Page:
Last weekend, the New York Times business section had a profile of a technology figure that shows just how fundamentally the digital revolutionaries misconceived aspects of their inventions. The subject is Evan Williams, founder of Twitter and co-creator of Blogger (an invention that seems to come from the prehistorical era of the internet). The predominant note in the story isn’t success, though. It’s disappointment. Williams made piles of money from his ventures, but when he surveys of the media world in 2017, he feels regret.
“I think the Internet is broken,” he tells the reporter. He’s believed it for years, but recent events have made that sorry outcome ever more obvious to more and more people. Interviewer David Streitfeld himself observes that the Twitter domain Williams created “is a hive of trolling and abuse that it seems unable to stop.” Forty percent of adult users said in a recent Pew survey that they’ve been harassed online. Fake news stories are everywhere. And, of course, Twitter helped get Donald Trump elected, a result for which Williams apologizes.
It shouldn’t have turned out this way, Williams believes. “I thought once everybody could speak freely and exchange information and ideas, the world is automatically going to be a better place,” he says early in the article. It’s a revealing admission that gets to one of the basic dogmas of the digital age in its early days. All we have to do is give everybody the chance to speak, to voice opinions and have their voices heard, and things will improve. We’ll have disagreements, yes, but people won’t suffer the oppression of not being heard. People may get angry, but not bitterly so because they’ll be able to vent their wrath away.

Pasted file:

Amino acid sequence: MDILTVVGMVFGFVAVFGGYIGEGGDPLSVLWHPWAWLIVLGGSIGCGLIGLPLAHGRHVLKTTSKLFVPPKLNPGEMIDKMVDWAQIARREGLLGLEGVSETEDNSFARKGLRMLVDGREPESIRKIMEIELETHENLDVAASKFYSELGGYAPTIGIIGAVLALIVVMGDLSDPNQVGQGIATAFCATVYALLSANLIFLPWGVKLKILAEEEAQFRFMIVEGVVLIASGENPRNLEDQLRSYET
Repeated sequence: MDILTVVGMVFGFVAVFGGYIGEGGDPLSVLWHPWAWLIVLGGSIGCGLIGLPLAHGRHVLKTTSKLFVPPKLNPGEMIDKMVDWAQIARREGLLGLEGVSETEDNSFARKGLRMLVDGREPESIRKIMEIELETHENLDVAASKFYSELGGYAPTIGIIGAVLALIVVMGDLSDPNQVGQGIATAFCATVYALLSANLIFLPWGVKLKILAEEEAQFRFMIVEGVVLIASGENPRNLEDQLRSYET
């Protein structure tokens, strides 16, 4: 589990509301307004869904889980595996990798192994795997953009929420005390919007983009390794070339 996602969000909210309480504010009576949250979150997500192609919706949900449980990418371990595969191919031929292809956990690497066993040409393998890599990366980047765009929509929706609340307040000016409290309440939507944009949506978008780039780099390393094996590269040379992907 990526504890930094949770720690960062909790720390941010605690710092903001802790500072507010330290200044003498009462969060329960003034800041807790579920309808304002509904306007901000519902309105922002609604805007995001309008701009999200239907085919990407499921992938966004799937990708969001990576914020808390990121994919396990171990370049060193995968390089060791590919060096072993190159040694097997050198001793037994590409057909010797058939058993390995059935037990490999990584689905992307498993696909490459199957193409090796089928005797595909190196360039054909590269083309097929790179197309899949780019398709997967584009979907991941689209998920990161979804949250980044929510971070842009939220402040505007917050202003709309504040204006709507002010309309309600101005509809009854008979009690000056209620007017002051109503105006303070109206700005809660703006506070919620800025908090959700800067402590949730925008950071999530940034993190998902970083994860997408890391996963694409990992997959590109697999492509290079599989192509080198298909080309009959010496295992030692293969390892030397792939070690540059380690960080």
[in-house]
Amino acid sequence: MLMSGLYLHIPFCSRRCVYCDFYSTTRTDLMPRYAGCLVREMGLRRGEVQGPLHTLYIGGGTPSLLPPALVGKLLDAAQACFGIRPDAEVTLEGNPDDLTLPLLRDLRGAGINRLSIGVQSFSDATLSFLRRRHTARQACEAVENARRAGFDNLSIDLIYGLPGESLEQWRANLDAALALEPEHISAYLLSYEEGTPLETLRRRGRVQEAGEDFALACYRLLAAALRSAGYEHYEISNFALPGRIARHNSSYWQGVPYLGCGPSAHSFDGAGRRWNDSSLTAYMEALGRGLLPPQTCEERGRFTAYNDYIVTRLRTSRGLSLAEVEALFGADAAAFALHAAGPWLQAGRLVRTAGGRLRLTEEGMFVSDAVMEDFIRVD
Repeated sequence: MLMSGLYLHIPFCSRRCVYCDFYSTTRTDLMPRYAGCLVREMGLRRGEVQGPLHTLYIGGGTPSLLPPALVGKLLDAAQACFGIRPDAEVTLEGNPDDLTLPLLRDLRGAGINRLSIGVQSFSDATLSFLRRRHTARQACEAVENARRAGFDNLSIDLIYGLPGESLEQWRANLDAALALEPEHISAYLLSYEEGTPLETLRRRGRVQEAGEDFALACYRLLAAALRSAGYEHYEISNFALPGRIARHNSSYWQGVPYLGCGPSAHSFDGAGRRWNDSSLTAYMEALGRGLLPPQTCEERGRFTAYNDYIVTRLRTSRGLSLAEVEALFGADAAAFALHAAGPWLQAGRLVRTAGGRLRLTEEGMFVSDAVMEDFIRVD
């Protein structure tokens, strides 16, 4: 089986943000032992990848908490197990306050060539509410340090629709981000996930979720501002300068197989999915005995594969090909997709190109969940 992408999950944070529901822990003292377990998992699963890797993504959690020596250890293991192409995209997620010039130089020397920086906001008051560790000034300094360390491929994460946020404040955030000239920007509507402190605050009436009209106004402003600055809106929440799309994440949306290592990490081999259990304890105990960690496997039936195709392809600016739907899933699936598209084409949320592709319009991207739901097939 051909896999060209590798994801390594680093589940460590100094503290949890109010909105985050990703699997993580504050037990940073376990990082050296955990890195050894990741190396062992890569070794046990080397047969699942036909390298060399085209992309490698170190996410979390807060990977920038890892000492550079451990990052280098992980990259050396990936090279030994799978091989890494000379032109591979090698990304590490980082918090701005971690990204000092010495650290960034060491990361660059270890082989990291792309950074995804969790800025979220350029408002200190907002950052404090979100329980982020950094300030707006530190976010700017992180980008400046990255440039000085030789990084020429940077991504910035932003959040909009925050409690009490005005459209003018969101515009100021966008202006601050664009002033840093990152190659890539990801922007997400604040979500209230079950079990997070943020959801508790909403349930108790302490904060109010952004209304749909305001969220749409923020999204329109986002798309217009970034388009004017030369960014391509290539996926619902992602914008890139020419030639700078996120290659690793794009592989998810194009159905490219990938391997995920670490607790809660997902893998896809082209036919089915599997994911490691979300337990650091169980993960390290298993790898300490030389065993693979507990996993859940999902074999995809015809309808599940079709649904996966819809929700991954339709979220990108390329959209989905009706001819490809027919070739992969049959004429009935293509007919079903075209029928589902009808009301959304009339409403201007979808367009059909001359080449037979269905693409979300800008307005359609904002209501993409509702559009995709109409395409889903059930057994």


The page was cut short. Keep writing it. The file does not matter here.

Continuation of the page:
That was Williams’s expectation, and one has to marvel at the naïveté—or ignorance. This is Rousseau’s perfectibility of man without the consequences of the Terror and every other small and large catastrophe that utopian schemers have produced. This is one of the sharp lines dividing conservatives from progressives. Conservatives know the truth of Original Sin, progressives deny it. Williams’s faith goes even farther than that of customary progressives, who at least recognize the difficulty of social improvement. For the digital visionary, putting a publication mechanism in everyone’s hand would automatically bring amelioration about.
Williams looks around and sees broken machinery. In truth, the mobbing and lying and boasting and self-display that he laments should have been anticipated from the start. We need gatekeepers. We need institutions that safeguard standards and reason. We should encourage people to keep their opinions in check, not to blurt out their impressions without a filter. They should think and read and inquire before reacting. The internet grew out of speed and liberty, two factors that every wise man and ordinary parent have always realized don’t often mix with happy results. For Williams and other social media masters, sharing and tweeting and posting and texting were glorious surges of human experience, leaving nothing lost to time and isolation. They forgot the law of oversupply: The more opinions are out there in the world, the less each one matters, including the best ones.
But, we should add, Williams is no longer under these illusions. After telling the reporter of his sanguine hopes, he concludes, “I was wrong about that.”
Mark Bauerlein is senior editor of First Things.